Archive for November, 2010

The New Atheists

Friday, November 26th, 2010

Frankly, I’ve paid almost no attention to the “new atheists”, which is doubtless more than they deserve.

The last time I taught my course “Faith, Doubt, and God“, I did assign a couple of short selections by Richard Dawkins, but his “arguments” are so easy to defeat—compared, let’s say, to those of a Hume or even a pre-conversion Antony Flew—that I felt almost embarrassed for him. You’ll perhaps respond by saying that I should have had my students reading Daniel Dennett instead, since he’s at least a philosopher. But I’m afraid his academic credentials and appointments just make his own brand of this currently fashionable silliness all the more absurd.

In any case, No: I’ve not thought much, nor have I written at all, about these or the other newly popular atheists. But if you’re looking for some authors who have, I’d recommend taking a look at three titles.

First is Flew’s post-conversion book: There is No A God: How the World’s Most Notorious Atheist Changed His Mind (HarperOne, 2007). The arguments are not the most rigorous or nuanced you’ll ever see, but I think it would still be worth your while to spend some time pondering the eleventh hour ruminations of a mind that was consistently skeptical enough to become skeptical of skepticism.

Second is the mathematician David Berlinski’s Devil’s Delusion: Atheism and Its Scientific Pretensions (Basic Books, 2009). As you no doubt know, Berlinski is no theist—he refers to himself as an agnostic and “secular Jew”—but this simply makes the acerbic wit with which he castigates the scientisticists all the more telling. Here’s a sample:

“When [evolutionary psychologist] Steven Pinker writes that ‘nature does not dictate what we should accept or how we should live our lives’, he is expressing a belief entirely at odds with his professional commitments.

If ordinary men and women are, like Pinker himself, perfectly free to tell their genes ‘to go jump in the lake’, why pay the slightest attention to evolutionary psychology? Why pay the slightest attention to Steven Pinker? Either the theory in which he has placed his confidence is wrong, or we are not free to tell our genes to do much of anything.

If the theory is wrong, which theory is right? If no theory is right, how can ‘the idea that human minds are the product of evolution’ be ‘unassailable fact’? If this idea is not unassailable fact, why must we put aside ‘the idea that man was created in the image of God’? These hypotheticals must now be allowed to discharge themselves in a number of categorical statements:

There is no reason to pay attention to Steven Pinker.

We do not have a serious scientific theory explaining the powers and properties of the human mind.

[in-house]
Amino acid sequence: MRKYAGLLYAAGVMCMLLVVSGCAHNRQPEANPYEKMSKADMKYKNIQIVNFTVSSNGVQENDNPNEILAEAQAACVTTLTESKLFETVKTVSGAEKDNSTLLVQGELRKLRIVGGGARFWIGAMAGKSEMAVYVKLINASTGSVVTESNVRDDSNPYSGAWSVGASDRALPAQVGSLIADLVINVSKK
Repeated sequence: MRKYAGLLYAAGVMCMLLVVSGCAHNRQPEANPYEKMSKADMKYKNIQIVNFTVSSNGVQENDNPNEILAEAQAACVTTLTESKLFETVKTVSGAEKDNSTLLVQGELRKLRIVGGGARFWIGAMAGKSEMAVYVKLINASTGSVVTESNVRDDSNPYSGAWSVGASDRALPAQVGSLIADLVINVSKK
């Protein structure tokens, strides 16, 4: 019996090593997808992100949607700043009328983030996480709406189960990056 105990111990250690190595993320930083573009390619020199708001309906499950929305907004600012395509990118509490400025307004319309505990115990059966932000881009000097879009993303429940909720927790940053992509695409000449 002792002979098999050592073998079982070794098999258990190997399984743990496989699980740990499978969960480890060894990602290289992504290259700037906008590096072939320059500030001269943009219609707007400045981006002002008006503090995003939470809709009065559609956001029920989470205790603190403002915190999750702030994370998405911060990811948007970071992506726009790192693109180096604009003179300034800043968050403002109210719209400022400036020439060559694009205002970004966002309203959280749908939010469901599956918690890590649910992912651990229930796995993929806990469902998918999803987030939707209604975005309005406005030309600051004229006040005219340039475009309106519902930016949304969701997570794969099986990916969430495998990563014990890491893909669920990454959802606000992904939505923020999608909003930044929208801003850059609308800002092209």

The claim that the human mind is the product of evolution is not unassailable fact. It is barely coherent.

The idea that man was created in the image of God remains what it has always been: the instinctive default position of the human race” (178-79).

Third and finally, and best of all, is Atheist Delusions: The Christian Revolution and Its Fashionable Enemies by my fellow Orthodox author David Bentley Hart (Yale, 2009). Hart is a superb stylist as well as a profoundly erudite historian, and he’s smart enough and dialectically skillful enough to run circles around Dawkins, Dennett, Christopher Hitchens, Sam Harris, and their ilk. I recommend taking a look at his article “Believe It or Not” if you’d like a quick preview of his demolition job.

Concessions and Provisos

Monday, November 15th, 2010

Thank you for your comments concerning my post on “Changing Religions vs. Changing Churches“. I agree with much of what you say, and I’m happy to concede a few points—though, as you’ll see, with some important provisos.

1. I’m happy to admit first of all that the idea of deification or divinization is also present in the Catholic West, as long as you concede (as you have) that it’s largely implicit and seldom, if ever, given the same front-and-center emphasis as it is in the East.

2. I’m happy to admit furthermore that spiritual direction can be found among traditional Catholics, as long as you concede (as you have) that much of it is of a primarily devotional and moralistic bent, and that what one certainly doesn’t find in the West is a “golden chain” (Saint Symeon the New Theologian) of spiritual elders corresponding, for example, to the silsilahs of the Sufis.

3. And I’m happy to admit finally that Hesychastic technique, uninformed by God’s grace, does not and cannot “produce” theosis as the inevitable or necessary effect of a purely human causality—but then neither does yoga alone “produce” samadhi—as long as you concede (as you have) that such a technique is characteristic of the East in a way that it’s not of the West.

Two further points, amounting to cautions:

First, I don’t see how your reference to Catholic stigmatics like Padre Pio is any way relevant; a man or woman can come to bear the marks of Christ’s passion without knowing how or why, nor would the person who did know “how” it happened, if there are any such, set about teaching others how they might share the experience. Whereas in the East the whole point of Hesychast teaching is to lead the disciple to the master’s own “acquisition of the Holy Spirit” and experience of uncreated Light.

Second, while admitting that theosis is never automatic, I’m reluctant to say it depends solely (as you would have it) on “God’s decision”. I understand, of course, that we mustn’t forget that God is sovereign, but at the same time we should never suppose His actions are in any way arbitrary. To say (as I do) that God cannot but fill the man who has made himself truly empty imposes no more of a limit on God than saying He cannot but love or that He cannot but tell the truth. God cannot not be God.